If finding a new job is on your list this year, you might be happy to know that the demand for financial services candidates remains high. With hiring up, so is competition for new roles. While you may be tempted to dive right into your search, taking the extra time to get organized and update your financial services resume can help you stand out from the crowd. “Having a resume that speaks to the specific skills and experience that the employer is looking for can help you better get picked up by candidate sourcing tools, and demonstrate that your skills are up-to-date with industry trends,” says Timothy McGuire, Director of Financial Services.
To help your financial services resume stand out, consider highlighting your skill level and experience in these four areas:
Microsoft Excel is extremely important across the industry, so your financial services resume should list the specific areas of the program you are most proficient in. Instead of only listing you have advanced Excel skills, for example, you should say you’re proficient in areas such as Visual Basic for Applications (VBA), Pivot Tables, V-Lookups, and Macros. “Most people don’t list specifics when it comes to Excel, so hiring managers have to spend more time than they’d like during the interview on the more technical aspects of the role,” says Tim. “If you’re specific with your skill level during the application process, you’ll have more time to talk about yourself and how you’ll fit in with the role and the team.”
Similar to being specific about your proficiency in Excel, you also want to be clear about what particular finance-backed products you’re familiar with. Speaking vaguely about your industry-specific knowledge can make it seem like you are able to work across different areas. However, an employer may see this as a sign you lack a critical understanding of the products necessary to succeed in the role. “In an effort to make themselves marketable to different areas in financial services such as compliance or quantitative analysis, many professionals can fall into the trap of using umbrella terms on their resume,” warns Tim. “While you may think this strategy makes you more attractive to the hiring manager, it can actually hinder your chances of landing a job interview.”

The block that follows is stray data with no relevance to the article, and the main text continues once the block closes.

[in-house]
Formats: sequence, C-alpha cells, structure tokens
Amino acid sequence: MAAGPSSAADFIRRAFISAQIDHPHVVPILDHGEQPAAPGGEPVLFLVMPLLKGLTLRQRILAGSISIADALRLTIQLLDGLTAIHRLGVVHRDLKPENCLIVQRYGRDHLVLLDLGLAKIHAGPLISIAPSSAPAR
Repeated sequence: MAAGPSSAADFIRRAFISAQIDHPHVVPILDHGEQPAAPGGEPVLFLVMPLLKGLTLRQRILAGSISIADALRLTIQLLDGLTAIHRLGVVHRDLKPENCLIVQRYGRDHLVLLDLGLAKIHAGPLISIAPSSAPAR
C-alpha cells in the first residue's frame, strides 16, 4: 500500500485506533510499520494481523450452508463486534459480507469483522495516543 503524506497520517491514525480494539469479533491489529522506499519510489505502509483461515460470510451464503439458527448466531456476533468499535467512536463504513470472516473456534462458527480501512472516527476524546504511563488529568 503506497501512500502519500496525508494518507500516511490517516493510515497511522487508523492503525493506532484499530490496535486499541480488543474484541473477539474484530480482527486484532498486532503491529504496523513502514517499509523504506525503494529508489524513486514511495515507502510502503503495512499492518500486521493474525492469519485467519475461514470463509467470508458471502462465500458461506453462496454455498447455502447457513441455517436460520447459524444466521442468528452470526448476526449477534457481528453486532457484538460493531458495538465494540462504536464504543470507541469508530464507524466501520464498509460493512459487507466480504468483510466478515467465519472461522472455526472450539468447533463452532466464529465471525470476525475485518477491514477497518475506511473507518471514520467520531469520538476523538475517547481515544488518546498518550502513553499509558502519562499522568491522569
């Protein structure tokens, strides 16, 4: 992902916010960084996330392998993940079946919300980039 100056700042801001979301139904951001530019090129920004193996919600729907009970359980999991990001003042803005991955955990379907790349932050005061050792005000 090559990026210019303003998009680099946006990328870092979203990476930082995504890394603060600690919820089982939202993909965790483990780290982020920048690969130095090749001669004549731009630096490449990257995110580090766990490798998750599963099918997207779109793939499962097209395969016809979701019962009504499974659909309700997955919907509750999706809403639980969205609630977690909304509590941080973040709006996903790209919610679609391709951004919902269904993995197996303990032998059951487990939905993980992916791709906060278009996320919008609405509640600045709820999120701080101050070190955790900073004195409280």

As the lines between financial and technology become increasingly blurred, many organizations are looking for professionals with strong finance tech skills. In particular, employers want to see that potential hires possess advanced coding skills. “Listing coding capabilities on a financial services resume not only makes you a more attractive candidate, but it can also indicate your potential and desire to grow in the industry,” says Tim. “For example, SQL and Python are coding languages in particularly high demand.” Making an effort to learn and eventually include those on your resume can show a hiring manager that you’re serious about career growth.
Even though your resume is meant to convey your experience and abilities, you can also use it to demonstrate highly coveted soft skills. To do this on your financial services resume, specify the team structure in your past roles. “Many firms are looking for someone who is not only able to communicate with more senior-level professionals, but can also fit in with their team dynamics,” explains Tim. “Listing who you report to, who your own reports are, and how your role supports the team can give them a better idea of what you’re like to work with.”